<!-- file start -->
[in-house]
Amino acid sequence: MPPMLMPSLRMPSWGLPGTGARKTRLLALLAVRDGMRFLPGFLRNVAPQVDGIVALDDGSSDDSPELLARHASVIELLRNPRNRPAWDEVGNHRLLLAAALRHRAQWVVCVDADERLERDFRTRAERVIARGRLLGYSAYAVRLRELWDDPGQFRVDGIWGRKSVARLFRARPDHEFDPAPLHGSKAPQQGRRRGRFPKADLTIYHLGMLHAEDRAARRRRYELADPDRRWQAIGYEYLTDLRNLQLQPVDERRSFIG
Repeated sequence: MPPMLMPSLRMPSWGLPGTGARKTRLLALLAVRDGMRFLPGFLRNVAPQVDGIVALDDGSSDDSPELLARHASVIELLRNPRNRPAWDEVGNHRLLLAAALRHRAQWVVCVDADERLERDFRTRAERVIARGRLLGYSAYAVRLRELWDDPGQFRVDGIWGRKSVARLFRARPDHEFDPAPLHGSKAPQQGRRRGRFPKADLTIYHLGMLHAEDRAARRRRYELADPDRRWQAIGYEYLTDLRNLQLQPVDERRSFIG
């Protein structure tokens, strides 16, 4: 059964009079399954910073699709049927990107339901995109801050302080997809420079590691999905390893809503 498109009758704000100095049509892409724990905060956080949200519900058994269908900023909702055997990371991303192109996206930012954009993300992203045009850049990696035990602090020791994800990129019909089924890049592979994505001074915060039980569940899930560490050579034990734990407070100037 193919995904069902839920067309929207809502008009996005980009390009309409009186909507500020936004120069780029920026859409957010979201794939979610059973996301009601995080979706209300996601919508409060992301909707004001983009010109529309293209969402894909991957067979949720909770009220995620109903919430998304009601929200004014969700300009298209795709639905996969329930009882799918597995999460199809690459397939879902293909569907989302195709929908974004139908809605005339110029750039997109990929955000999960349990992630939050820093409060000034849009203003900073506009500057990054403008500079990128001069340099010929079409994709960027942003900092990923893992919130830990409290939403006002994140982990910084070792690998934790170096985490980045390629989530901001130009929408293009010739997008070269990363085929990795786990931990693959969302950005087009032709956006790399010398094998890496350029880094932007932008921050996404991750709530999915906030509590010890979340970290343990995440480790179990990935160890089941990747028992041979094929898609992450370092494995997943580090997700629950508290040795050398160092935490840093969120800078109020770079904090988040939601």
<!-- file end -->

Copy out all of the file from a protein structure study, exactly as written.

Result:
[in-house]
Amino acid sequence: MPPMLMPSLRMPSWGLPGTGARKTRLLALLAVRDGMRFLPGFLRNVAPQVDGIVALDDGSSDDSPELLARHASVIELLRNPRNRPAWDEVGNHRLLLAAALRHRAQWVVCVDADERLERDFRTRAERVIARGRLLGYSAYAVRLRELWDDPGQFRVDGIWGRKSVARLFRARPDHEFDPAPLHGSKAPQQGRRRGRFPKADLTIYHLGMLHAEDRAARRRRYELADPDRRWQAIGYEYLTDLRNLQLQPVDERRSFIG
Repeated sequence: MPPMLMPSLRMPSWGLPGTGARKTRLLALLAVRDGMRFLPGFLRNVAPQVDGIVALDDGSSDDSPELLARHASVIELLRNPRNRPAWDEVGNHRLLLAAALRHRAQWVVCVDADERLERDFRTRAERVIARGRLLGYSAYAVRLRELWDDPGQFRVDGIWGRKSVARLFRARPDHEFDPAPLHGSKAPQQGRRRGRFPKADLTIYHLGMLHAEDRAARRRRYELADPDRRWQAIGYEYLTDLRNLQLQPVDERRSFIG
């Protein structure tokens, strides 16, 4: 059964009079399954910073699709049927990107339901995109801050302080997809420079590691999905390893809503 498109009758704000100095049509892409724990905060956080949200519900058994269908900023909702055997990371991303192109996206930012954009993300992203045009850049990696035990602090020791994800990129019909089924890049592979994505001074915060039980569940899930560490050579034990734990407070100037 193919995904069902839920067309929207809502008009996005980009390009309409009186909507500020936004120069780029920026859409957010979201794939979610059973996301009601995080979706209300996601919508409060992301909707004001983009010109529309293209969402894909991957067979949720909770009220995620109903919430998304009601929200004014969700300009298209795709639905996969329930009882799918597995999460199809690459397939879902293909569907989302195709929908974004139908809605005339110029750039997109990929955000999960349990992630939050820093409060000034849009203003900073506009500057990054403008500079990128001069340099010929079409994709960027942003900092990923893992919130830990409290939403006002994140982990910084070792690998934790170096985490980045390629989530901001130009929408293009010739997008070269990363085929990795786990931990693959969302950005087009032709956006790399010398094998890496350029880094932007932008921050996404991750709530999915906030509590010890979340970290343990995440480790179990990935160890089941990747028992041979094929898609992450370092494995997943580090997700629950508290040795050398160092935490840093969120800078109020770079904090988040939601």